2nd Amendment Q & A
A well regulated Militia, being necessary to the security of a free State,
the right of the people to keep and bear Arms, shall not be infringed.
- Second Amendment to the U.S. Constitution
Click on the questions of interest below to jump to the answers.
Q: Isn't the militia the National Guard?
A: No, according to U.S. Law and the Supreme Court.
- At the beginning of this century, the militia was defined according
to 10 USC Sec. 311 as:
- "(a) The militia of the United States consists of all able-bodied
males at least 17 year of age and, except as provided in section 313
of title 32 [32 USC sec. 313], under 45 years of age who are, or who
have made a declaration of intention to become, citizens of the
United States and of female citizens of the United States who are
commissioned officers of the National Guard."
- More recently, the Supreme Court ruled on the matter, which of course
takes precedence, in US vs. Miller(1939):
- "The signification attributed to the term Militia appear from the
debates in the Convention, the history and legislation of Colonies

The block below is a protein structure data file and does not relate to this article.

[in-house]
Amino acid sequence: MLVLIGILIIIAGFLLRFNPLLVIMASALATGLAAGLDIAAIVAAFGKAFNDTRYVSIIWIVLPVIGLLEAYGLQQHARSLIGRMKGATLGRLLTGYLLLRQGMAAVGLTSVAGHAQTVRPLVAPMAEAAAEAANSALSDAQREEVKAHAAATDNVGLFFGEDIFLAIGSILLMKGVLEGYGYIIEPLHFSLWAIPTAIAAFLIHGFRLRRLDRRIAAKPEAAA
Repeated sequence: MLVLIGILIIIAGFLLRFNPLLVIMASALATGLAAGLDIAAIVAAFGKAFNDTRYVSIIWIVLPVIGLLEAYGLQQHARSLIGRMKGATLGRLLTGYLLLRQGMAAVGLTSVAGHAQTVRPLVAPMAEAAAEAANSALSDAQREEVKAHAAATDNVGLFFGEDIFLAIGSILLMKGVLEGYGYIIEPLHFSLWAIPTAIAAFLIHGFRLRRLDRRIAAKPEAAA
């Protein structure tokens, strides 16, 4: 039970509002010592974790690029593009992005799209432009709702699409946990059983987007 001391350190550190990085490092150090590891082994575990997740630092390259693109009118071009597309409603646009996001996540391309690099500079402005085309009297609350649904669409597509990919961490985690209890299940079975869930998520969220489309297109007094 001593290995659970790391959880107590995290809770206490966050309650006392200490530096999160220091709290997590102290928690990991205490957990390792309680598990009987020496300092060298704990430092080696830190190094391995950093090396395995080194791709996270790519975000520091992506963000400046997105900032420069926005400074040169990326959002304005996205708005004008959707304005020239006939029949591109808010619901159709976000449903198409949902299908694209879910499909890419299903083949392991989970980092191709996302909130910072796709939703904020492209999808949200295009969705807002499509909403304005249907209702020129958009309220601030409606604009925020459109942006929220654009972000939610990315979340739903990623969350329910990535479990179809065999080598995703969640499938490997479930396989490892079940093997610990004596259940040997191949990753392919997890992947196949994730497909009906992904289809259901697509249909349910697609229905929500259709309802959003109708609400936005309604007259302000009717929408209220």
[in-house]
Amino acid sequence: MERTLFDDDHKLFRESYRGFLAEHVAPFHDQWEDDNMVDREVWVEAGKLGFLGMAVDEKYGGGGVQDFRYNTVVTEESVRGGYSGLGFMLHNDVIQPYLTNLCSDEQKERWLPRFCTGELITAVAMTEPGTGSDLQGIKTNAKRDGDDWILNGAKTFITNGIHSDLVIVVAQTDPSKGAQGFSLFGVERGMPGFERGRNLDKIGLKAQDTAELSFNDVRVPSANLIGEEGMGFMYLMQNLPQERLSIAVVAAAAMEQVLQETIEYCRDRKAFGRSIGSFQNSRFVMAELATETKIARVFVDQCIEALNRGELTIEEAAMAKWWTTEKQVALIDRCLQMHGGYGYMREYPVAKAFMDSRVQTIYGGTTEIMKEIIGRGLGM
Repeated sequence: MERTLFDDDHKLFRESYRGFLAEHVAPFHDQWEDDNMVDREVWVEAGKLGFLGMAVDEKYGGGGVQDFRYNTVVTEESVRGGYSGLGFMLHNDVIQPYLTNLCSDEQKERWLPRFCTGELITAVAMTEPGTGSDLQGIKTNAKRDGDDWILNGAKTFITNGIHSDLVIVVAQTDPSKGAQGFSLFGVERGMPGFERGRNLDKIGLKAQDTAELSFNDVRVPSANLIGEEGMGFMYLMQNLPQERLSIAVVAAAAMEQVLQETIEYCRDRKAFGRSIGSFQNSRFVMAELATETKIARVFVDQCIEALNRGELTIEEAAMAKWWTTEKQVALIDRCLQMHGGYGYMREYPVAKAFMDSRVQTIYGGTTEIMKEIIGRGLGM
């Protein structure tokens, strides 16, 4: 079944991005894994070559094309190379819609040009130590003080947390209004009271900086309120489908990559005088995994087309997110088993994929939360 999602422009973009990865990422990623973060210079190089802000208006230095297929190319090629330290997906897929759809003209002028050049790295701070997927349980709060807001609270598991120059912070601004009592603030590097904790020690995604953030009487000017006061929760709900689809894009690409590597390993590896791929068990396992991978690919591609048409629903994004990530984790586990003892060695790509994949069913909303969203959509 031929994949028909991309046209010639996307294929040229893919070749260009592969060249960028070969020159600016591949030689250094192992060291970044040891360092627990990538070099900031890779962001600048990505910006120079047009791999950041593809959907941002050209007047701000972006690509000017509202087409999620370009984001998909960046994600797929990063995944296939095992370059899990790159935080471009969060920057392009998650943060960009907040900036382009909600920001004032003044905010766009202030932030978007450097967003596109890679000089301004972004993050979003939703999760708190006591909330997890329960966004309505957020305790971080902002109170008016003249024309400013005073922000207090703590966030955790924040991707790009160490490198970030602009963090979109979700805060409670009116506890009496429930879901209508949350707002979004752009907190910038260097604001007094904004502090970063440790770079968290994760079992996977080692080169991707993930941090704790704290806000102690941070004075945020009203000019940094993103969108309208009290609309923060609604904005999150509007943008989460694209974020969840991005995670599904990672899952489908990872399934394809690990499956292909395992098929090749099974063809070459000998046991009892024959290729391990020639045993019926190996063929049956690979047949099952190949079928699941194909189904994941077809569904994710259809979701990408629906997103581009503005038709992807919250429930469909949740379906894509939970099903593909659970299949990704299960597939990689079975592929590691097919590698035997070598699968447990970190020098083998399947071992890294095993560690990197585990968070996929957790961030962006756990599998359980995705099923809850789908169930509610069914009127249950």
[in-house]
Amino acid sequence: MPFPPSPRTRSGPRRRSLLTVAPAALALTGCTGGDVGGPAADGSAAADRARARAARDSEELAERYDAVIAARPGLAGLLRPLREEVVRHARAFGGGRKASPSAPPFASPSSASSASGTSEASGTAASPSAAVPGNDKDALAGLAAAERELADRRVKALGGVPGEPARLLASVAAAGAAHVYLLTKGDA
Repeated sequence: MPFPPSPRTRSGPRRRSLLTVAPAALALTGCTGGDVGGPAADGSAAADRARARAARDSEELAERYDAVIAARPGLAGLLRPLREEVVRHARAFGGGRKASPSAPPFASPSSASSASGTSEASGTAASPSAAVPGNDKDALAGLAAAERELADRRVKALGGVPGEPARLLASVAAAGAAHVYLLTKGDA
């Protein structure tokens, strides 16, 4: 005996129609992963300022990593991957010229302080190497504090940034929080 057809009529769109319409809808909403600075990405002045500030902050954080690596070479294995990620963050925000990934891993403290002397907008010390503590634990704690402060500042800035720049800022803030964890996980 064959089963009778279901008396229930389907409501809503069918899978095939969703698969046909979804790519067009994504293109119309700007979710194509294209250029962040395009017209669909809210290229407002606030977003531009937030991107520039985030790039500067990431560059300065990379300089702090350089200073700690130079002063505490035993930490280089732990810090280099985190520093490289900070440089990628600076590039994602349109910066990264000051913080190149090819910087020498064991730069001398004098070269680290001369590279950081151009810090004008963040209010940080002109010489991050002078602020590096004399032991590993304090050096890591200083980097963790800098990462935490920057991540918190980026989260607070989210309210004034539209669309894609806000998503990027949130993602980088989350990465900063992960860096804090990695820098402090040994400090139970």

and States, and the writings of approved commentators [Justice Story's
commentary is cited later]. These show plainly enough that the Militia
comprised all males physically capable of acting in concert for the
Q: Isn't the right to keep and bear arms a
collective/state's right, not an individual one?
A: No, it has the same status as the rights guaranteed by the
See US vs. Verdugo-Urquidez (supreme Court), 110 S.Ct.
1056, 1061 (1990):
"[T]he 'people' protected by the Fourth
Amendment, and by the First and
Second Amendments, and to whom
rights and powers are reserved in the
Ninth and Tenth Amendments,
refers to a class of persons who are part of the national community
or who have otherwise developed sufficient connection with this
country to be considered part of that community."
Q: Does the Second
Amendment give me the right to own a nuclear bomb?
A: No, that's a strawman argument. US vs. Miller (supreme Court) (1939)
tells us what arms are meant in the
"These show plainly enough that the Militia comprised all males physically
capable of acting in concert for the common defense...
And further, that ordinarily when called for service these men were
expected to appear bearing arms supplied by themselves and of a kind
in common use at the time."
(Note: emphasis is mine)